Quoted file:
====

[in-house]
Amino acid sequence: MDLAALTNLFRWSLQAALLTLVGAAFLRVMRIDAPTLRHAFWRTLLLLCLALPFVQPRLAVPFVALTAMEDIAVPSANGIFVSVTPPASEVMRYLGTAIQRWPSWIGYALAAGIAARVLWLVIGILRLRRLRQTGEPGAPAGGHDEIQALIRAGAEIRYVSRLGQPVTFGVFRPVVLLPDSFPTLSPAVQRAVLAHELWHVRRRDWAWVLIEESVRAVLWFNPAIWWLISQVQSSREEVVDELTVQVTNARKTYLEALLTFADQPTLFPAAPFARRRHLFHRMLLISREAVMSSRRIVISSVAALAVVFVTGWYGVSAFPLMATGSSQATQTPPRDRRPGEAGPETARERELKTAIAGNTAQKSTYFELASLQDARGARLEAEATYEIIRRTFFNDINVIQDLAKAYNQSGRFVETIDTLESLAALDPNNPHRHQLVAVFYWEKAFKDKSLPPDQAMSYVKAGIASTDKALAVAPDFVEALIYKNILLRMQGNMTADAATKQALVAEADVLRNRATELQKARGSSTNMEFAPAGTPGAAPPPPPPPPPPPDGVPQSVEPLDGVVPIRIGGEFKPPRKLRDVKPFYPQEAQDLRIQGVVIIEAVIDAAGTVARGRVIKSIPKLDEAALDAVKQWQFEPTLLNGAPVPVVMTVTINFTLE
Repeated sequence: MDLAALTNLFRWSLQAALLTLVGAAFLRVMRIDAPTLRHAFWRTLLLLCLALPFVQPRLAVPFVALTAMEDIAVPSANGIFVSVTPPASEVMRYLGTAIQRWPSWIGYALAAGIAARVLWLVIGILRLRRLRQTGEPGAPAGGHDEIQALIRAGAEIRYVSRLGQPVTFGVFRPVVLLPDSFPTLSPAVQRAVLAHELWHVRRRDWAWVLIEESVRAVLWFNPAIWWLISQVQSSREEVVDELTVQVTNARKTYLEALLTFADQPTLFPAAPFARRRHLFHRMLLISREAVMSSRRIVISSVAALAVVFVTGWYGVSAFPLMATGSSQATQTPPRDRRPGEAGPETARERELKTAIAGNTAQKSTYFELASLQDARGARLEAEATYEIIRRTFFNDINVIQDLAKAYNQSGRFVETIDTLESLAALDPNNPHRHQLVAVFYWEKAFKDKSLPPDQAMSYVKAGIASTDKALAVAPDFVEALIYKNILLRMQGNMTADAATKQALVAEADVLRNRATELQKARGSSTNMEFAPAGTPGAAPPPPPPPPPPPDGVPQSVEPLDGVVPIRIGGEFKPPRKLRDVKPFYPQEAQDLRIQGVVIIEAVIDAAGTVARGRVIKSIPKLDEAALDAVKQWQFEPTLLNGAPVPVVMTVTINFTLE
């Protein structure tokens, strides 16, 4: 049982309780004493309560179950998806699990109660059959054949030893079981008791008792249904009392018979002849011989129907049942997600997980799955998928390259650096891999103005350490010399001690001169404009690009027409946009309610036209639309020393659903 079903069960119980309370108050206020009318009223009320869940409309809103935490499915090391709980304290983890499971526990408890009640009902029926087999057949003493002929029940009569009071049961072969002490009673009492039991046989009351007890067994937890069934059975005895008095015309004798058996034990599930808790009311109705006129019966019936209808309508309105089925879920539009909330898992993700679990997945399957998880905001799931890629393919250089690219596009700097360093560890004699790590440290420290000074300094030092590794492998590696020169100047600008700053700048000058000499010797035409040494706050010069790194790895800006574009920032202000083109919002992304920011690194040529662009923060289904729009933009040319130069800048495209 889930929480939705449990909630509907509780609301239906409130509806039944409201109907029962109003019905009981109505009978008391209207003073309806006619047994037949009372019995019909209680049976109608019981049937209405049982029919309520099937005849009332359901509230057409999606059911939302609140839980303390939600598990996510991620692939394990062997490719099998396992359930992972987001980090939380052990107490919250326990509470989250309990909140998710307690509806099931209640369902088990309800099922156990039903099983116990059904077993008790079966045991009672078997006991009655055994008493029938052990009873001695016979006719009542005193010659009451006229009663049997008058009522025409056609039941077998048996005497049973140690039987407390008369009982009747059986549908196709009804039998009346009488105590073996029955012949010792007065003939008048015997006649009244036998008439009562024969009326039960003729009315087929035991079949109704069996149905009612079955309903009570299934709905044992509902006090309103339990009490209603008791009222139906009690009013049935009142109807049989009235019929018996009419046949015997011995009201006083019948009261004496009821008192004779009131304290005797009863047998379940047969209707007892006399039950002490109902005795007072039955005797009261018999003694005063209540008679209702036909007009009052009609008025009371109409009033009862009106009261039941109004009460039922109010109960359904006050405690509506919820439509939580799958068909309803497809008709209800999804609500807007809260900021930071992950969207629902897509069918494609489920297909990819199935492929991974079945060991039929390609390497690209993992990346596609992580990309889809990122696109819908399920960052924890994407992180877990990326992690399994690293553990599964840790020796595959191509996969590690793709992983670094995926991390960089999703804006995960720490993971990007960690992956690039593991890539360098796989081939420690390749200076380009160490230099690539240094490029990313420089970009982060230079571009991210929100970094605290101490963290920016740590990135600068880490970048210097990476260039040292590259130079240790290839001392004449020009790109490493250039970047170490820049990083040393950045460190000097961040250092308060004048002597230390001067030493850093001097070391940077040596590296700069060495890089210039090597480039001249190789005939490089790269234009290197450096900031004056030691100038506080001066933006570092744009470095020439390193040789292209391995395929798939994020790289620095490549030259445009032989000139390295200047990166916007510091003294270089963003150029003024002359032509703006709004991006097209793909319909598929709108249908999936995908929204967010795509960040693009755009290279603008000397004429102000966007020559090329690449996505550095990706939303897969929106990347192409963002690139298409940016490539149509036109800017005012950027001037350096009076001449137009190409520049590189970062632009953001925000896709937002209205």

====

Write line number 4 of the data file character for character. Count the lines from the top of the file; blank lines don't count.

């Protein structure tokens, strides 16, 4: 049982309780004493309560179950998806699990109660059959054949030893079981008791008792249904009392018979002849011989129907049942997600997980799955998928390259650096891999103005350490010399001690001169404009690009027409946009309610036209639309020393659903 079903069960119980309370108050206020009318009223009320869940409309809103935490499915090391709980304290983890499971526990408890009640009902029926087999057949003493002929029940009569009071049961072969002490009673009492039991046989009351007890067994937890069934059975005895008095015309004798058996034990599930808790009311109705006129019966019936209808309508309105089925879920539009909330898992993700679990997945399957998880905001799931890629393919250089690219596009700097360093560890004699790590440290420290000074300094030092590794492998590696020169100047600008700053700048000058000499010797035409040494706050010069790194790895800006574009920032202000083109919002992304920011690194040529662009923060289904729009933009040319130069800048495209 889930929480939705449990909630509907509780609301239906409130509806039944409201109907029962109003019905009981109505009978008391209207003073309806006619047994037949009372019995019909209680049976109608019981049937209405049982029919309520099937005849009332359901509230057409999606059911939302609140839980303390939600598990996510991620692939394990062997490719099998396992359930992972987001980090939380052990107490919250326990509470989250309990909140998710307690509806099931209640369902088990309800099922156990039903099983116990059904077993008790079966045991009672078997006991009655055994008493029938052990009873001695016979006719009542005193010659009451006229009663049997008058009522025409056609039941077998048996005497049973140690039987407390008369009982009747059986549908196709009804039998009346009488105590073996029955012949010792007065003939008048015997006649009244036998008439009562024969009326039960003729009315087929035991079949109704069996149905009612079955309903009570299934709905044992509902006090309103339990009490209603008791009222139906009690009013049935009142109807049989009235019929018996009419046949015997011995009201006083019948009261004496009821008192004779009131304290005797009863047998379940047969209707007892006399039950002490109902005795007072039955005797009261018999003694005063209540008679209702036909007009009052009609008025009371109409009033009862009106009261039941109004009460039922109010109960359904006050405690509506919820439509939580799958068909309803497809008709209800999804609500807007809260900021930071992950969207629902897509069918494609489920297909990819199935492929991974079945060991039929390609390497690209993992990346596609992580990309889809990122696109819908399920960052924890994407992180877990990326992690399994690293553990599964840790020796595959191509996969590690793709992983670094995926991390960089999703804006995960720490993971990007960690992956690039593991890539360098796989081939420690390749200076380009160490230099690539240094490029990313420089970009982060230079571009991210929100970094605290101490963290920016740590990135600068880490970048210097990476260039040292590259130079240790290839001392004449020009790109490493250039970047170490820049990083040393950045460190000097961040250092308060004048002597230390001067030493850093001097070391940077040596590296700069060495890089210039090597480039001249190789005939490089790269234009290197450096900031004056030691100038506080001066933006570092744009470095020439390193040789292209391995395929798939994020790289620095490549030259445009032989000139390295200047990166916007510091003294270089963003150029003024002359032509703006709004991006097209793909319909598929709108249908999936995908929204967010795509960040693009755009290279603008000397004429102000966007020559090329690449996505550095990706939303897969929106990347192409963002690139298409940016490539149509036109800017005012950027001037350096009076001449137009190409520049590189970062632009953001925000896709937002209205």